World record-holders Cheptegei and Peres Jepchirchir lead the men and women's field on Saturday, October 17th in Gdynia, Poland.
Newly minted world record breaker Joshua Chepetegei was in a buoyant mood hours before his debut at the World Half Marathon Championships, very hopeful that he can crown his “best and fabulous season” with a road title.
Despite not having competed further than 16km, the Ugandan world 10,000m champion will start as one of the favourites for the men’s crown in the absence of Kenya’s three-time gold medallist Geoffrey Kamworor.
And he's ready and excited for the race in Gdynia, Poland on Saturday (17 October).
“I am a person of high talent and I can say it will be a nice challenge." - Joshua Cheptegei
Speaking at the event press conference ahead of the men’s and women’s 21km races, that are expected to be run in wet and rainy conditions in the Polish coastal city, Cheptegei said he is going for nothing short of victory.
“It’s not going to be disastrous and I hope the roads will treat me as well,” he said.
“It’s a new challenge for me but I am also hungry for the title. (if I win) it will be special for me.”
Chepetegei had a record-breaking start to the season, setting a new mark of 12:51 in a 5km road race in Monaco in February.
He now wants to wrap up his campaign with his fourth world title.
“Crowning the season with the title will be something special for me. Something that I had really prepared for, a debut and win? That would be more amazing.”
“I know it has come just a few days after my world record. I believe I am a person of high talent and I can say it will be a nice challenge. But I feel good, almost fully recovered and ready for the race and my debut,” he said.
“It’s been in my dream to run the half marathon. It was in my plan to do the world half marathon as part of my preparations towards the Olympics Games.”
Cheptegei, who plans to double up and compete in both the track events at the Tokyo Olympics in 2021, is well aware of the challenge ahead.
Kenyans and Ethiopians have dominated the Championships and are tipped to extend their reign.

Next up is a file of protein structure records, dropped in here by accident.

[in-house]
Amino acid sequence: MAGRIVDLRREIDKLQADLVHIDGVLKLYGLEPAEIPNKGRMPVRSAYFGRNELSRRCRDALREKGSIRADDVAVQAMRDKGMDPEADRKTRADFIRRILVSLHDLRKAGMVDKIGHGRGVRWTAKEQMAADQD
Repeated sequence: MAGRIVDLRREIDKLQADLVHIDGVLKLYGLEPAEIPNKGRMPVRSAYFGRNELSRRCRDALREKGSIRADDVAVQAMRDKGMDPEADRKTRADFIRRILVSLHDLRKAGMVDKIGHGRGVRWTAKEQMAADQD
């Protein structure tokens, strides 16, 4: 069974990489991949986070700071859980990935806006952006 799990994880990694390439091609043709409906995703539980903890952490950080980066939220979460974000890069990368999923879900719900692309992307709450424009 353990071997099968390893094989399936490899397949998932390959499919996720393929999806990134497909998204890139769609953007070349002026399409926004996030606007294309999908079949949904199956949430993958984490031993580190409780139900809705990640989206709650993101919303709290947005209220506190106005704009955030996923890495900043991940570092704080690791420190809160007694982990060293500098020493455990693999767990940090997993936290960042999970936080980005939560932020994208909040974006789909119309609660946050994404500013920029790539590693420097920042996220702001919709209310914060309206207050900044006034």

But after a feel of the course early Friday which he described as “a good and tough, with some hills and slopes,” Cheptegei predicts the race will go right down to the finish line,
“It’s not going to be disastrous (for me) and I hope the roads will treat me as well.”
“To them (Kenyans and Ethiopians) it matters, to me it’s a different kind of approach. I know it’s the first time that we (and compatriot Jacob Kiplimo) are running the half marathon distance. But if you look at the previous history I have been running the 15km. (Again) tomorrow it’s not the last time that we are going to run. We still (have) a couple of years and we don’t need to hang ourselves on the rope,” said Cheptegei, who took gold at the 2019 World Championships in Doha.
If he wins, the reigning world cross country champion will become just the second man to clinch global titles on the track, road, and cross-country, joining Morocco's Khalid Skah.
Skah, the 1992 Olympic 10,000m champion, is also the last man to win the World Half on his debut at the distance in 1994.
“I have shone in cross country, I have shone on track, and shone when attacking world records. The only thing is to win a special title on the roads that will be really something special, classic.” - Joshua Cheptegei
The Ugandan superstar feels no pressure going into the race. In fact he is ruing the absence of some of the greatest distance runners.
Kenya's Kamworor opted out to recover fully after an accident, while several other nations did not send athletes to Poland due to government travel advisories and safety due to Covid-19.
“I have had the best, best and fabulous, the most amazing season of my life. I thought that last year was going to be a great year for me, but this year is far greater year (despite) the Covid," he said.
“ I was hoping to have a more exciting field. Of course we have the Kenyans, the Ethiopians but I am still surprised that Mo Farah is not part of the field. It is really ridiculous that he is not part of the field. It would be exciting that we have several (top) people and I would come here and (they would) treat me well because I am still new in the distance."
Kenya’s Peres Jepchirchir is back chasing her second world half title after winning in 2016.
She took a break in 2018 to have her daughter, and is eager to reclaim her title.
"After Cardiff in 2016 (World Half), in 2017 I ran a world record that lasted for a month. After that God blessed me with a daughter, Natalia, who is turning three years-old this month. It took me two years to come back,” she said in her pre-race press conference.
“And (then) last month in Prague I ran the only women world record. Now I am back I have come back in good shape like I was before.”
Despite the expected chilly weather conditions, the 27-year-old, who holds the women-only world record of 1:05.34, described the women’s field as possibly one of the best ever assembled in recent times, capable of lowering her mark.
"There is high expectations for the time tomorrow because we have strong athletes Ababel (Yeshaneh), Netsanet (Gudeta), and Joyciline Jepkosgei...,"said Jepchirchir.
"May be the world record can fall also (because) the team here is strong." - Peres Jepchirchir
Kenya's Jepkosgei is a former women’s world record holder and is the reigning New York marathon champion.
Ethiopia’s Gudeta is the 2018 winner while her compatriot Ababel Yeshaneh, holds the women’s outright record of 1:04.31.